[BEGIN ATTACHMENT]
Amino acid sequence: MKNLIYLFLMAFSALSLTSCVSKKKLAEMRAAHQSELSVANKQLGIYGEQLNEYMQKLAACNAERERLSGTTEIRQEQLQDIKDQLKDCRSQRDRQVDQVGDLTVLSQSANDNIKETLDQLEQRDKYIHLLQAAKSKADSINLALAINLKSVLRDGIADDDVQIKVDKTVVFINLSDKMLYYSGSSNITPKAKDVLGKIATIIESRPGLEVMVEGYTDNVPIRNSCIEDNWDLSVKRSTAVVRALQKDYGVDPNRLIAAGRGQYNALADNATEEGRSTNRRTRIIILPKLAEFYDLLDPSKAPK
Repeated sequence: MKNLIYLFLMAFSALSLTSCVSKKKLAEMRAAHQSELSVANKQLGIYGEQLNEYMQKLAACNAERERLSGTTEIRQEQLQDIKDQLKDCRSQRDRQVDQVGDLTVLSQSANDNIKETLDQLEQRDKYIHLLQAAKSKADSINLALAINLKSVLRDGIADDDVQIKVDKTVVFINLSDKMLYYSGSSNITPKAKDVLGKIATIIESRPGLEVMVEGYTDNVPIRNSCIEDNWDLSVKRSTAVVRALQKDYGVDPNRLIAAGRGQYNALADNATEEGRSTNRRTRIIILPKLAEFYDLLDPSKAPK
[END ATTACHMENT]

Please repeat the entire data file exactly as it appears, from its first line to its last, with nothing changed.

Amino acid sequence: MKNLIYLFLMAFSALSLTSCVSKKKLAEMRAAHQSELSVANKQLGIYGEQLNEYMQKLAACNAERERLSGTTEIRQEQLQDIKDQLKDCRSQRDRQVDQVGDLTVLSQSANDNIKETLDQLEQRDKYIHLLQAAKSKADSINLALAINLKSVLRDGIADDDVQIKVDKTVVFINLSDKMLYYSGSSNITPKAKDVLGKIATIIESRPGLEVMVEGYTDNVPIRNSCIEDNWDLSVKRSTAVVRALQKDYGVDPNRLIAAGRGQYNALADNATEEGRSTNRRTRIIILPKLAEFYDLLDPSKAPK
Repeated sequence: MKNLIYLFLMAFSALSLTSCVSKKKLAEMRAAHQSELSVANKQLGIYGEQLNEYMQKLAACNAERERLSGTTEIRQEQLQDIKDQLKDCRSQRDRQVDQVGDLTVLSQSANDNIKETLDQLEQRDKYIHLLQAAKSKADSINLALAINLKSVLRDGIADDDVQIKVDKTVVFINLSDKMLYYSGSSNITPKAKDVLGKIATIIESRPGLEVMVEGYTDNVPIRNSCIEDNWDLSVKRSTAVVRALQKDYGVDPNRLIAAGRGQYNALADNATEEGRSTNRRTRIIILPKLAEFYDLLDPSKAPK